Hope is like throwing an anchor to the other shore. Pope Francis uses this image at morning Mass at the Casa Santa Marta to exhort people to live “in tension” towards an encounter with the Lord, otherwise they will end up corrupted and Christian life will risk becoming a “philosophical doctrine”.
In order to make it clear how to live in hope, the Pope then refers to the teaching of Jesus in the passage from today’s Gospel (Lk 13:18-21) when He compares the Kingdom of God to the mustard seed thrown into the field. “Let’s wait for it to grow”. We don’t go every day to see how it goes, because otherwise “it will never grow”, the Pope points out, referring to “patience” because, as Paul says, “hope needs patience”. It is “the patience of knowing that we sow, but it is God who gives growth”. “Hope is artisanal, small,” he continues, “it is sowing a grain and letting the land give growth.”
Read more on Pope’s preaching about Hope: https://www.vaticannews.va/en/pope/news/2019-10/pope-at-mass-for-a-christian-hope-is-like-the-air-we-breathe.html
There were 1.5 million Christians in Iraq before 2003, but by mid-2019 that figure had fallen to well below 150,000; by some estimates the number of Christians there may have fallen as low as 120,000—a decline of more than 90 percent within a single generation. In Syria, the size of the Christian population has fallen by two-thirds since the country’s civil war began in 2011, when Christians still numbered more than 2 million.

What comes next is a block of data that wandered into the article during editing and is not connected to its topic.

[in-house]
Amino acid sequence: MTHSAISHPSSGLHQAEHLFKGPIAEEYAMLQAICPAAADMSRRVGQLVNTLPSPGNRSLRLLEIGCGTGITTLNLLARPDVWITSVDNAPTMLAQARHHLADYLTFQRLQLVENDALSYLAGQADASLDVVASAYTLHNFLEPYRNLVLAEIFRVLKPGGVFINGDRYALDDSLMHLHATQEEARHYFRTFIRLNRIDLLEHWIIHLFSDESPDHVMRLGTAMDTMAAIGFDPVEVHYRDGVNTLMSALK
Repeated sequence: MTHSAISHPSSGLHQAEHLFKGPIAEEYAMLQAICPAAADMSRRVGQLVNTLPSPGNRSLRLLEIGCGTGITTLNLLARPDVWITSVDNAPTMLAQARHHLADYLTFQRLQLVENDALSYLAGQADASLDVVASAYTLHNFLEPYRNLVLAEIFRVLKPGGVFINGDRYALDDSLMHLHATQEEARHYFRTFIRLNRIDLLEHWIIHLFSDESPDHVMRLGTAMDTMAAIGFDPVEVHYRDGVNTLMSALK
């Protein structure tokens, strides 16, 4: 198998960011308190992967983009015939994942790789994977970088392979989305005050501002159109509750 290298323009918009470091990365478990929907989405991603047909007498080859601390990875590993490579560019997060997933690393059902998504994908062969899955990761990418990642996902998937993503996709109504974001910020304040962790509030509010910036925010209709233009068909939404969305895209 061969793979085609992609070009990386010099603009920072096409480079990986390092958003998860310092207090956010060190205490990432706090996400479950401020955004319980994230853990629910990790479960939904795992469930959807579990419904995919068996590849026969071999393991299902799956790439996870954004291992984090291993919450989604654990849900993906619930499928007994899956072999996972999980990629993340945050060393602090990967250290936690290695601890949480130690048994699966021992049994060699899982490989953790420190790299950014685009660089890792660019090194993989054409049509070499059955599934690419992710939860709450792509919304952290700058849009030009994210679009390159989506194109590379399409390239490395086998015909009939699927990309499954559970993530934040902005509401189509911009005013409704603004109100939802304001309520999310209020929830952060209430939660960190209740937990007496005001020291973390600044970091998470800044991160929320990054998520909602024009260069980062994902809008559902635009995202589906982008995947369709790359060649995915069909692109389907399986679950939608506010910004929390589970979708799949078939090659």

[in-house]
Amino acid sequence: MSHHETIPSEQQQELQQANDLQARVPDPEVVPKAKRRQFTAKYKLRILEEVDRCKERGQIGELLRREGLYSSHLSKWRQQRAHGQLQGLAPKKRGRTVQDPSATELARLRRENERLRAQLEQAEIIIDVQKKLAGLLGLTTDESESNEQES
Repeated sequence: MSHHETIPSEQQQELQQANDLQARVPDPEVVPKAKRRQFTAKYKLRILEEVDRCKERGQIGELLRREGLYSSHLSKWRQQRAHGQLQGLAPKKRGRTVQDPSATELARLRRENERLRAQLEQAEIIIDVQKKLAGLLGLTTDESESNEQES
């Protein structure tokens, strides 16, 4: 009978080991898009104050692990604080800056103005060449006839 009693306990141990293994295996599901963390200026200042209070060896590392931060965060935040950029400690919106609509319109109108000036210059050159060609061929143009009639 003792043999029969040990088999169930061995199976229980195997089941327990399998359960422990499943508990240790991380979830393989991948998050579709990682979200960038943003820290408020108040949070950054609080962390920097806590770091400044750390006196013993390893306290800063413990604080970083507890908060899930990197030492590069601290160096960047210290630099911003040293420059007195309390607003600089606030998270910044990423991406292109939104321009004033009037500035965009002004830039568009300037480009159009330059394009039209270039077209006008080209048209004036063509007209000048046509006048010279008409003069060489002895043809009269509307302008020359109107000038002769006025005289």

The 2019 edition of “Persecuted and Forgotten?”, a biennial study of the persecution of Christians around the world, warns that the Church in the region could vanish if radical Islamists were to mount another attack on vulnerable communities—a threat highlighted by reports of jihadists escaping prison, as a result of renewed violence in northeastern Syria. The report concludes: “Were there to be another ISIS-style assault on the faithful, it could result in the Church’s disappearance.” However, says the report, “if security can be guaranteed,” there is every indication that Christianity could survive on Iraq’s Nineveh Plains and in Erbil, Kurdish Iraq.
“We oppose any form of euthanasia – that is the direct, deliberate and intentional act of taking life – as well as physician-assisted suicide – that is the direct, deliberate and intentional support of committing suicide – because they fundamentally contradict the inalienable value of human life, and therefore are inherently and consequentially morally and religiously wrong, and should be forbidden without exceptions.”
Representatives of the Abrahamic religions made the statement in a position paper that they signed and released in the Vatican on Monday regarding end-of-life issues, such as euthanasia, assisted suicide and palliative care.
The term, Abrahamic monotheistic religions, derives from the Old Testament biblical figure Abraham who is recognized by Jews, Christians, Muslims and others.
Read full story: https://www.vaticannews.va/en/vatican-city/news/2019-10/abrahamic-religions-life-euthanasia-suicide-palliative.html